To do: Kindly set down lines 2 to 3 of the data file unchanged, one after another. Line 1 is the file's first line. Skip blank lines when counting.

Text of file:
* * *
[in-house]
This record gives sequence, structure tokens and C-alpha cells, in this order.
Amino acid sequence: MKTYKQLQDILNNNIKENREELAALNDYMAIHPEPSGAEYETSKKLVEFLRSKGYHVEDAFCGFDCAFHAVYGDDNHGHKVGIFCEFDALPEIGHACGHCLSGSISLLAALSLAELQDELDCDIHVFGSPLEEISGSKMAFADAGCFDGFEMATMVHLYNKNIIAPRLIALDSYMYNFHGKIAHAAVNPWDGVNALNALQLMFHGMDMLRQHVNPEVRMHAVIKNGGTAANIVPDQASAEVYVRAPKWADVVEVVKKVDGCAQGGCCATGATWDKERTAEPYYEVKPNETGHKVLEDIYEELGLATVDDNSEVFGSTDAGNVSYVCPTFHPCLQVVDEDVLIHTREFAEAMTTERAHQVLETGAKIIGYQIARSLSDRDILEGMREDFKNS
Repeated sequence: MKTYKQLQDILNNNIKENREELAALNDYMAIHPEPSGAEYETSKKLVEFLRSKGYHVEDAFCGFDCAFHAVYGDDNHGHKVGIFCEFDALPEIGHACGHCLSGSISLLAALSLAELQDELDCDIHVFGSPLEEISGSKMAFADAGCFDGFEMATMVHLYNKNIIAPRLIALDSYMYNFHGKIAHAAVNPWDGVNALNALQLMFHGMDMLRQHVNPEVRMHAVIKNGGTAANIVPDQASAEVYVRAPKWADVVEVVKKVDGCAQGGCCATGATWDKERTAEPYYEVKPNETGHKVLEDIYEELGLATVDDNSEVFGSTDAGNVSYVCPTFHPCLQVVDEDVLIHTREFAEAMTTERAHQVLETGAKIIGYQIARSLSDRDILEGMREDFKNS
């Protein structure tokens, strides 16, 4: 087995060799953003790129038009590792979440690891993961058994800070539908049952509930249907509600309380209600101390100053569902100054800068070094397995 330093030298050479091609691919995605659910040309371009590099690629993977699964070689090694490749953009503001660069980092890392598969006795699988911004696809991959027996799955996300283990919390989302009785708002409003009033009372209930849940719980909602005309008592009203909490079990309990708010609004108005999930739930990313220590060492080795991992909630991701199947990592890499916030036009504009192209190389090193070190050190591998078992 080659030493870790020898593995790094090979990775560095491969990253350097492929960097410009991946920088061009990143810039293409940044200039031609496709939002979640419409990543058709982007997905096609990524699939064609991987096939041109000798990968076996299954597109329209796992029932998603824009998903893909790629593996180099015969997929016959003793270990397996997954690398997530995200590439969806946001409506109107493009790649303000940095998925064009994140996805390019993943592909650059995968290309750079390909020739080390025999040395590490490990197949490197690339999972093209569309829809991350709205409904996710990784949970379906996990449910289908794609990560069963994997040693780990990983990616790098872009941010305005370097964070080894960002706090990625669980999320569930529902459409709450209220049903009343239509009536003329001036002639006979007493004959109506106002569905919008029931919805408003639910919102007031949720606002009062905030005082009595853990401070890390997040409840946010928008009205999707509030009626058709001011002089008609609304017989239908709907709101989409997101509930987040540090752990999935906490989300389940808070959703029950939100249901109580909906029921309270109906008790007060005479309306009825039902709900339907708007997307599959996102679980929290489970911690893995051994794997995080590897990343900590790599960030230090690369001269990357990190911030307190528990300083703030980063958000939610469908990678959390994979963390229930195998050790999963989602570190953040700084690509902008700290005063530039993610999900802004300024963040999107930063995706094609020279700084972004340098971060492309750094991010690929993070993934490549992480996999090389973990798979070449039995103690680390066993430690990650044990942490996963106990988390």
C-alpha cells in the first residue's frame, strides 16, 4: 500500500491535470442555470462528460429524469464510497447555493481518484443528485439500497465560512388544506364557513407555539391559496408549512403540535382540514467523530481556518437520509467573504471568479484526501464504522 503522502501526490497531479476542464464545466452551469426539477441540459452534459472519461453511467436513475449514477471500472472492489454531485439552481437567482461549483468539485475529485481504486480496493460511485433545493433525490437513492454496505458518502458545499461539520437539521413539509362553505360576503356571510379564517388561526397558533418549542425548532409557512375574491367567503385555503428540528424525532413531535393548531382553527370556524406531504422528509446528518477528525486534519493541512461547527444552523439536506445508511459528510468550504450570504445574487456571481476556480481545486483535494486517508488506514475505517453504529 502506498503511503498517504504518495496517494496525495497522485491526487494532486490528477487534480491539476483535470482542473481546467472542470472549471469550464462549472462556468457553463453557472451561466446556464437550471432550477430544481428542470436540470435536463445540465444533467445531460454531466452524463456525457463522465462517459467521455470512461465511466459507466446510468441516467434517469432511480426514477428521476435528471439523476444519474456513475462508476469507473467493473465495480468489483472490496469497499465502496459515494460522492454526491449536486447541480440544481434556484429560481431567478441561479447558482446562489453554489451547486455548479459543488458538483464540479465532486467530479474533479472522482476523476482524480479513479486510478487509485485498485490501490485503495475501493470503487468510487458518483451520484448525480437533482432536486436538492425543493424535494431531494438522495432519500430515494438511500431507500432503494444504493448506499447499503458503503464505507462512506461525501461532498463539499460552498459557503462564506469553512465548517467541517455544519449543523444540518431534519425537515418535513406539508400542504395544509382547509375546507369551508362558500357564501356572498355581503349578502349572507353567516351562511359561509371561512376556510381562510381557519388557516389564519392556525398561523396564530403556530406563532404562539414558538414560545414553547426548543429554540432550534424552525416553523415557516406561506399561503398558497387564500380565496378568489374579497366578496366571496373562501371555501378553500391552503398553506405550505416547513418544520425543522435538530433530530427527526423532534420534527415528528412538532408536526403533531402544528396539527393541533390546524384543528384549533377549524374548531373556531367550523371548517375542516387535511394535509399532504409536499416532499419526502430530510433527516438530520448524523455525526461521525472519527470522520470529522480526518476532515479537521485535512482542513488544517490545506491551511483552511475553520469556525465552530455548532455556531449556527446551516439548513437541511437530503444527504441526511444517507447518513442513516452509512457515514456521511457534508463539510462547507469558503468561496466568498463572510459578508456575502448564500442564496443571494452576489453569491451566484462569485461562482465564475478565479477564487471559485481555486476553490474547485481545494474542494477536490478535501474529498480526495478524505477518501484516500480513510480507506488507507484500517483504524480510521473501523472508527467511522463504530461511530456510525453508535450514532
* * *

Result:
This record gives sequence, structure tokens and C-alpha cells, in this order.
Amino acid sequence: MKTYKQLQDILNNNIKENREELAALNDYMAIHPEPSGAEYETSKKLVEFLRSKGYHVEDAFCGFDCAFHAVYGDDNHGHKVGIFCEFDALPEIGHACGHCLSGSISLLAALSLAELQDELDCDIHVFGSPLEEISGSKMAFADAGCFDGFEMATMVHLYNKNIIAPRLIALDSYMYNFHGKIAHAAVNPWDGVNALNALQLMFHGMDMLRQHVNPEVRMHAVIKNGGTAANIVPDQASAEVYVRAPKWADVVEVVKKVDGCAQGGCCATGATWDKERTAEPYYEVKPNETGHKVLEDIYEELGLATVDDNSEVFGSTDAGNVSYVCPTFHPCLQVVDEDVLIHTREFAEAMTTERAHQVLETGAKIIGYQIARSLSDRDILEGMREDFKNS